Sounding Now Festival
Saturday, 13 April 2019 @ 4:30pm
Yong Siew Toh Conservatory, Orchestra Hall
Contributed by Lim Wen Liang (BMus 2, YST)
Bernd Alois Zimmermann was a German composer born in March 20, 1918 in Bliesheim. He described himself as “the oldest of the young German composers”, and is sandwiched between two generations. He was too young to participate in contemporary music before World War I but also too old to be accepted by the avant-gardists after the war.
His musical directions align with the goals of the avant-garde. It is a consciously contemplated, comprehensive style focused on further development of music. However, his music itself arises from circumstances different than more familiar avant-garde composers.
He faced several challenges throughout his life, particularly considerable health impairments that became more pronounced in the course of his life as well as depression. This is reflected in his oeuvre. His earlier works from the 1940s and 1950s feature lighter, brighter hues. His late works have a darker, more violent sonic language. For example, Intercomunicazione (1967) and Stile und Umkehr (1970) are intensely expressive in contrast to his earlier work.
As his focus moved toward more existential concerns, he used musical means to express his opinion of futility and artistic redundancy. To him, no single idea or approach could solve the musical crisis that seemed to appear at his doorstep. This led him to explore plurality in his work through the visual artistic concept of montage and collage. He uses quotations from other existing works to form his pieces. This is sometimes manifested through direct quotations – e.g. Requiem for a Young Poet (1967-1969) – or in quotation of musical languages, e.g. Die Soldaten (1959-63). This became a trademark of his work. He coined the term “pluralistic composition” to describe the deliberate combination of extremely different sound and text quotations in contrast to the unity sought in the common practice compositional tradition.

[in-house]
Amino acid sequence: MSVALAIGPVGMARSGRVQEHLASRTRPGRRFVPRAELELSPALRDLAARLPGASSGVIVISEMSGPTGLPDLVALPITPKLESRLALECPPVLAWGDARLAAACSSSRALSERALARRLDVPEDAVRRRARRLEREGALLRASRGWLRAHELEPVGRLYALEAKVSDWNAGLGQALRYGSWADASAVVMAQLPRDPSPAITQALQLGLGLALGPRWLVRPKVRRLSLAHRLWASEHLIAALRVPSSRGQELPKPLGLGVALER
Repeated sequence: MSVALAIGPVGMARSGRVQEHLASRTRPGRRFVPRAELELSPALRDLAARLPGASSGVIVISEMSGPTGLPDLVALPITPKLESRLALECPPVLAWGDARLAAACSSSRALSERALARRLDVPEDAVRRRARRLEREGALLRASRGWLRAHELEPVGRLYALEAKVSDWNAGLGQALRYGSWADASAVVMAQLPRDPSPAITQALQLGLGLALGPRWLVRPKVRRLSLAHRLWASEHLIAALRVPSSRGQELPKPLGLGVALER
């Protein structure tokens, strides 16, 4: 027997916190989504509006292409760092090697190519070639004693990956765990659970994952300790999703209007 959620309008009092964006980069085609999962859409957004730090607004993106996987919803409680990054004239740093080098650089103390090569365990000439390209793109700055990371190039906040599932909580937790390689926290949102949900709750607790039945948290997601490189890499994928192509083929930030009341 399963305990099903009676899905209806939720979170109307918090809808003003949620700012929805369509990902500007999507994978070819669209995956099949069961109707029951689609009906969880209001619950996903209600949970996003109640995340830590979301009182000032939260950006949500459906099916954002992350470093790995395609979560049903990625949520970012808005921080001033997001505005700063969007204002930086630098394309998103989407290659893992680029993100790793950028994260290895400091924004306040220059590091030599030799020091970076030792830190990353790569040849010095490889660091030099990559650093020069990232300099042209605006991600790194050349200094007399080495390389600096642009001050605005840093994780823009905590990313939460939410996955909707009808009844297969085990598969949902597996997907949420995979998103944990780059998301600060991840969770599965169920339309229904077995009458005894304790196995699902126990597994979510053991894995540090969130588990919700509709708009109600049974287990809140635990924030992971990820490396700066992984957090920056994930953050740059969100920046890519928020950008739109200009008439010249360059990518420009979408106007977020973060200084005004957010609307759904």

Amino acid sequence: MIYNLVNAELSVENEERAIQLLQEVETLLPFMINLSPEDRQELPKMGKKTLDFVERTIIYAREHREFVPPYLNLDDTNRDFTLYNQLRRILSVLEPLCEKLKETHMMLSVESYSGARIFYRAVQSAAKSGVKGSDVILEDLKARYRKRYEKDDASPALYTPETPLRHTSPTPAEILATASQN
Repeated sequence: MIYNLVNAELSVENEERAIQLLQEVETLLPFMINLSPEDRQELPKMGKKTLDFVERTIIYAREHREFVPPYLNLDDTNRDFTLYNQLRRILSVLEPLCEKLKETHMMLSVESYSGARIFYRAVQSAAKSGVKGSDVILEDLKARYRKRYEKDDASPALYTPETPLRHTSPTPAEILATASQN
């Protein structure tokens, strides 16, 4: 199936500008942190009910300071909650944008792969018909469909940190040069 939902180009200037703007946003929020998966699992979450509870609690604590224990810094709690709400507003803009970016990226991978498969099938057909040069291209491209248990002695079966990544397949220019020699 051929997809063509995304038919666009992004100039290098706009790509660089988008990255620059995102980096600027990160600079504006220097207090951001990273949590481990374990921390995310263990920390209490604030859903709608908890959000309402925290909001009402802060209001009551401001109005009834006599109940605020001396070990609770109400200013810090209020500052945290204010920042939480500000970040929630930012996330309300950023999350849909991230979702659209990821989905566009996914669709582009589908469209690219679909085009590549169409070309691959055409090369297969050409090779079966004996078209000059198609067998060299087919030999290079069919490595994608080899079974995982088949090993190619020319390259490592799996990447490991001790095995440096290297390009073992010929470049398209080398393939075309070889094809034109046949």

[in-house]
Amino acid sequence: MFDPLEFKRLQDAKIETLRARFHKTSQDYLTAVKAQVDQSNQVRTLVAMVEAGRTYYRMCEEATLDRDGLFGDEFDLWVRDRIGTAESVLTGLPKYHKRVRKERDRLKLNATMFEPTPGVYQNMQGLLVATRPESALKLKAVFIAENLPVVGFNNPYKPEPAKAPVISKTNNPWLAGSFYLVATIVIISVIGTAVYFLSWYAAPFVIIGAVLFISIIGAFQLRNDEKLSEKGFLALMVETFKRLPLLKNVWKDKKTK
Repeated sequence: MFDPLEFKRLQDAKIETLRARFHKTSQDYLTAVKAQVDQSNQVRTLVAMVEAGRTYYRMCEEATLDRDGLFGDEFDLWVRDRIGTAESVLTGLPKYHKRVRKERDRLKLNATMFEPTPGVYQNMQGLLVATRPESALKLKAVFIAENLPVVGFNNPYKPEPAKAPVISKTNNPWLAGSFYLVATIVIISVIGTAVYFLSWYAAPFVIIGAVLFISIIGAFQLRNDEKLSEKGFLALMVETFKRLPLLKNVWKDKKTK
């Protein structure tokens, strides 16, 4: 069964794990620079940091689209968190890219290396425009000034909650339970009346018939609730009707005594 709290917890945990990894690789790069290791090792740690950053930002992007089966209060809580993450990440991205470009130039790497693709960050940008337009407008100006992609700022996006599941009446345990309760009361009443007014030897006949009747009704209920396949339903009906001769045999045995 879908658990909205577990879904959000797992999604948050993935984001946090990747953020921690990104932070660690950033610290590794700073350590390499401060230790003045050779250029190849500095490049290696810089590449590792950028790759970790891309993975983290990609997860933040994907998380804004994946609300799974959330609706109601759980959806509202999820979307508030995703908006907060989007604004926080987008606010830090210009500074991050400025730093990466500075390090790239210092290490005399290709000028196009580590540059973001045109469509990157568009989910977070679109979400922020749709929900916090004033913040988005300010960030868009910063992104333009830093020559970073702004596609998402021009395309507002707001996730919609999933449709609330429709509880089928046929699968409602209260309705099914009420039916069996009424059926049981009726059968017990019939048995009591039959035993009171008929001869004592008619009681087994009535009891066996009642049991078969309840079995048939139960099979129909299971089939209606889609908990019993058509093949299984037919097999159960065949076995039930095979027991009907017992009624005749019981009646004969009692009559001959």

Intercomunicazione (1967) is one of his works after 1950 that uses this concept. It is exuberant, violent and sharp at moments, playing around with simple material in imaginative ways. The dark undertones echo his single-minded pessimism and supposed futile plurality. The cello and piano play antithetically to each other with equal force making the title somewhat ironic.
This work also makes use of a dual, simultaneous conception of time strata in which durations, as well as pauses are in a relationship which correspond to a translation of the tritone interval into the time domain. This is perhaps what Zimmerman devoted most attention to: the musical design of time.
Conflict and violence from this idea are palpable in the work, as the two musicians according to Zimmermann, “incompatible with each other, try to communicate. But the data exchange fails.”